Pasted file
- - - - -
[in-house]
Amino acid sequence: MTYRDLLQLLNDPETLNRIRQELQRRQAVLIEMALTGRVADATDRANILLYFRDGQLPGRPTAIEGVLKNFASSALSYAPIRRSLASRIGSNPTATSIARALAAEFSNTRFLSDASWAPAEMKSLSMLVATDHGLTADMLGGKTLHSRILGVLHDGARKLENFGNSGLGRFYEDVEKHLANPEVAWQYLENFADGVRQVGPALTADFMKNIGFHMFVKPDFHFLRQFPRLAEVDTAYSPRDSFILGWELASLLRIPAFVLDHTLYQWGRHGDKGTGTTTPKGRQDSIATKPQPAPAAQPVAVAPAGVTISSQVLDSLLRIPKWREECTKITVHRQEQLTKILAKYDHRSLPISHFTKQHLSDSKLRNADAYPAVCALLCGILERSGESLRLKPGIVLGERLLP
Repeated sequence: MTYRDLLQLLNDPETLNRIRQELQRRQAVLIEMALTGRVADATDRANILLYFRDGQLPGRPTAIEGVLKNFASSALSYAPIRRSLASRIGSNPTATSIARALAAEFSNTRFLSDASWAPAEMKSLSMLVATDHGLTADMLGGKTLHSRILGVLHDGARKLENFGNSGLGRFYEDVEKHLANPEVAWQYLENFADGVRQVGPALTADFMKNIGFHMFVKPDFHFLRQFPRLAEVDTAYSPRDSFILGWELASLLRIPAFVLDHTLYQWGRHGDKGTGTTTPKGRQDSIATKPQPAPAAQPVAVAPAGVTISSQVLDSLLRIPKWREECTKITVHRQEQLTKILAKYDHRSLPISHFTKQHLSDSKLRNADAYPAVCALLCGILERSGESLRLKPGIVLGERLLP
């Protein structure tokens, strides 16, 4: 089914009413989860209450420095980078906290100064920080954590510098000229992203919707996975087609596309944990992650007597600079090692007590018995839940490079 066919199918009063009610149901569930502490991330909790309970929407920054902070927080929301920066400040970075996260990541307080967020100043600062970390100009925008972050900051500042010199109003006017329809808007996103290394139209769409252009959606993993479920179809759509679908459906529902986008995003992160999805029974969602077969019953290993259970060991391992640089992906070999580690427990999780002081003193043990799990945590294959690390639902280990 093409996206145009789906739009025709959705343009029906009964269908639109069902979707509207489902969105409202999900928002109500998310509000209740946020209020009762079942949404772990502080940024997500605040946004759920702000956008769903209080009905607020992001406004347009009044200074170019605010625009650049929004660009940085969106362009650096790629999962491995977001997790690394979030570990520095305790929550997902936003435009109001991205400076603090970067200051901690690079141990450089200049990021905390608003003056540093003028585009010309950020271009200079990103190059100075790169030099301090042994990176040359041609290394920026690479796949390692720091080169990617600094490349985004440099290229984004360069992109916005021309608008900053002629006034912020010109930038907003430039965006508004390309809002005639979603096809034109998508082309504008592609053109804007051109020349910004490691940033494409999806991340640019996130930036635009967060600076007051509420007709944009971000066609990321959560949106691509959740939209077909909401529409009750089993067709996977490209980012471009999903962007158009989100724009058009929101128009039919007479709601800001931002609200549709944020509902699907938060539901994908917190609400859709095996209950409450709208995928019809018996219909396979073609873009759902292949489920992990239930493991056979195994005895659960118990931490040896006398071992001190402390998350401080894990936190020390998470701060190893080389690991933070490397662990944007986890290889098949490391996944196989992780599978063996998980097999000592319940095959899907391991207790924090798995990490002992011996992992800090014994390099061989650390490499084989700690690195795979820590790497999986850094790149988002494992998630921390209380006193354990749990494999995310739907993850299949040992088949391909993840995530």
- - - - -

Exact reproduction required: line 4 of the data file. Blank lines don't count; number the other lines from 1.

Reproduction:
């Protein structure tokens, strides 16, 4: 089914009413989860209450420095980078906290100064920080954590510098000229992203919707996975087609596309944990992650007597600079090692007590018995839940490079 066919199918009063009610149901569930502490991330909790309970929407920054902070927080929301920066400040970075996260990541307080967020100043600062970390100009925008972050900051500042010199109003006017329809808007996103290394139209769409252009959606993993479920179809759509679908459906529902986008995003992160999805029974969602077969019953290993259970060991391992640089992906070999580690427990999780002081003193043990799990945590294959690390639902280990 093409996206145009789906739009025709959705343009029906009964269908639109069902979707509207489902969105409202999900928002109500998310509000209740946020209020009762079942949404772990502080940024997500605040946004759920702000956008769903209080009905607020992001406004347009009044200074170019605010625009650049929004660009940085969106362009650096790629999962491995977001997790690394979030570990520095305790929550997902936003435009109001991205400076603090970067200051901690690079141990450089200049990021905390608003003056540093003028585009010309950020271009200079990103190059100075790169030099301090042994990176040359041609290394920026690479796949390692720091080169990617600094490349985004440099290229984004360069992109916005021309608008900053002629006034912020010109930038907003430039965006508004390309809002005639979603096809034109998508082309504008592609053109804007051109020349910004490691940033494409999806991340640019996130930036635009967060600076007051509420007709944009971000066609990321959560949106691509959740939209077909909401529409009750089993067709996977490209980012471009999903962007158009989100724009058009929101128009039919007479709601800001931002609200549709944020509902699907938060539901994908917190609400859709095996209950409450709208995928019809018996219909396979073609873009759902292949489920992990239930493991056979195994005895659960118990931490040896006398071992001190402390998350401080894990936190020390998470701060190893080389690991933070490397662990944007986890290889098949490391996944196989992780599978063996998980097999000592319940095959899907391991207790924090798995990490002992011996992992800090014994390099061989650390490499084989700690690195795979820590790497999986850094790149988002494992998630921390209380006193354990749990494999995310739907993850299949040992088949391909993840995530």